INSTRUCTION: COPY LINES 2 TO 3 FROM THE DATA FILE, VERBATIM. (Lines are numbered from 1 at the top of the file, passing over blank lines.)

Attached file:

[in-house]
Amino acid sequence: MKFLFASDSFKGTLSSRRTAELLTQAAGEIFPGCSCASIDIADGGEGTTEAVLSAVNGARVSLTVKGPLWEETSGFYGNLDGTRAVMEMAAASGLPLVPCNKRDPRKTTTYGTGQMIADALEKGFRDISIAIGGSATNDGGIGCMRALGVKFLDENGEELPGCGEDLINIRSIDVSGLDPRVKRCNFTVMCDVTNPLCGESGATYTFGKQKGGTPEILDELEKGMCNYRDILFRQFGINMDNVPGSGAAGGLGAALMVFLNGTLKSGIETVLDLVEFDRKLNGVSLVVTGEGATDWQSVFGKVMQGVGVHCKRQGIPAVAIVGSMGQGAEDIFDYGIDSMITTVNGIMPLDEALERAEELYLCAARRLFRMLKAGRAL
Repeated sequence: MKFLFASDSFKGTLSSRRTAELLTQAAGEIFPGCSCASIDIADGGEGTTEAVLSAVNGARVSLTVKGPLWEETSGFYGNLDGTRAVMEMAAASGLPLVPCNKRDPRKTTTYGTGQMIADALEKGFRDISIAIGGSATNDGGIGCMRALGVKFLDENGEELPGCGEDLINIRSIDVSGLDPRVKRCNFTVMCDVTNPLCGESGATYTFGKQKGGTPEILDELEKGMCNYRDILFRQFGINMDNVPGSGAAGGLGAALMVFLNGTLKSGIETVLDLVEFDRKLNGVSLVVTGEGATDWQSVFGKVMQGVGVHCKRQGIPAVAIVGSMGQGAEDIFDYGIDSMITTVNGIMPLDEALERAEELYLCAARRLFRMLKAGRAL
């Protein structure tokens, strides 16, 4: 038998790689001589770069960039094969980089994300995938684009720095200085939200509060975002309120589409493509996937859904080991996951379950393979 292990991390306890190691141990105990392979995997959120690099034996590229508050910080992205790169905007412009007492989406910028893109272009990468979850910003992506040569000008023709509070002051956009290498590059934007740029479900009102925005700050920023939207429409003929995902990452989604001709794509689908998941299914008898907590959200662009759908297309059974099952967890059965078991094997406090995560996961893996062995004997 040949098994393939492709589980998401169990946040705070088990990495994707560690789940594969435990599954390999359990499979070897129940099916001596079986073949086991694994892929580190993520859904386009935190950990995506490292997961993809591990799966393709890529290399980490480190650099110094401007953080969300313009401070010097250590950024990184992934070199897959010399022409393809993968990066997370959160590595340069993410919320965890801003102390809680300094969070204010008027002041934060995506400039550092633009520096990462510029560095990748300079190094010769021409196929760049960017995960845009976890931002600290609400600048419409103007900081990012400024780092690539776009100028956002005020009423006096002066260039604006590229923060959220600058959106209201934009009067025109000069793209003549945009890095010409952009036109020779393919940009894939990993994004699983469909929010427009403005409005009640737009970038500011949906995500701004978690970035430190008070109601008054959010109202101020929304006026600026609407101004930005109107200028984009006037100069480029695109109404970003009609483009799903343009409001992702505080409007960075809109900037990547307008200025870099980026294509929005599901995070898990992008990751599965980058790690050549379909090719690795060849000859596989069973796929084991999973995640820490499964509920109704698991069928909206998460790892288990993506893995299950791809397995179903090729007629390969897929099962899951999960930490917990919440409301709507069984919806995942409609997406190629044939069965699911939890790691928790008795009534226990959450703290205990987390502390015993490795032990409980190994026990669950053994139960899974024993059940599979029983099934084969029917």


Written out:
Amino acid sequence: MKFLFASDSFKGTLSSRRTAELLTQAAGEIFPGCSCASIDIADGGEGTTEAVLSAVNGARVSLTVKGPLWEETSGFYGNLDGTRAVMEMAAASGLPLVPCNKRDPRKTTTYGTGQMIADALEKGFRDISIAIGGSATNDGGIGCMRALGVKFLDENGEELPGCGEDLINIRSIDVSGLDPRVKRCNFTVMCDVTNPLCGESGATYTFGKQKGGTPEILDELEKGMCNYRDILFRQFGINMDNVPGSGAAGGLGAALMVFLNGTLKSGIETVLDLVEFDRKLNGVSLVVTGEGATDWQSVFGKVMQGVGVHCKRQGIPAVAIVGSMGQGAEDIFDYGIDSMITTVNGIMPLDEALERAEELYLCAARRLFRMLKAGRAL
Repeated sequence: MKFLFASDSFKGTLSSRRTAELLTQAAGEIFPGCSCASIDIADGGEGTTEAVLSAVNGARVSLTVKGPLWEETSGFYGNLDGTRAVMEMAAASGLPLVPCNKRDPRKTTTYGTGQMIADALEKGFRDISIAIGGSATNDGGIGCMRALGVKFLDENGEELPGCGEDLINIRSIDVSGLDPRVKRCNFTVMCDVTNPLCGESGATYTFGKQKGGTPEILDELEKGMCNYRDILFRQFGINMDNVPGSGAAGGLGAALMVFLNGTLKSGIETVLDLVEFDRKLNGVSLVVTGEGATDWQSVFGKVMQGVGVHCKRQGIPAVAIVGSMGQGAEDIFDYGIDSMITTVNGIMPLDEALERAEELYLCAARRLFRMLKAGRAL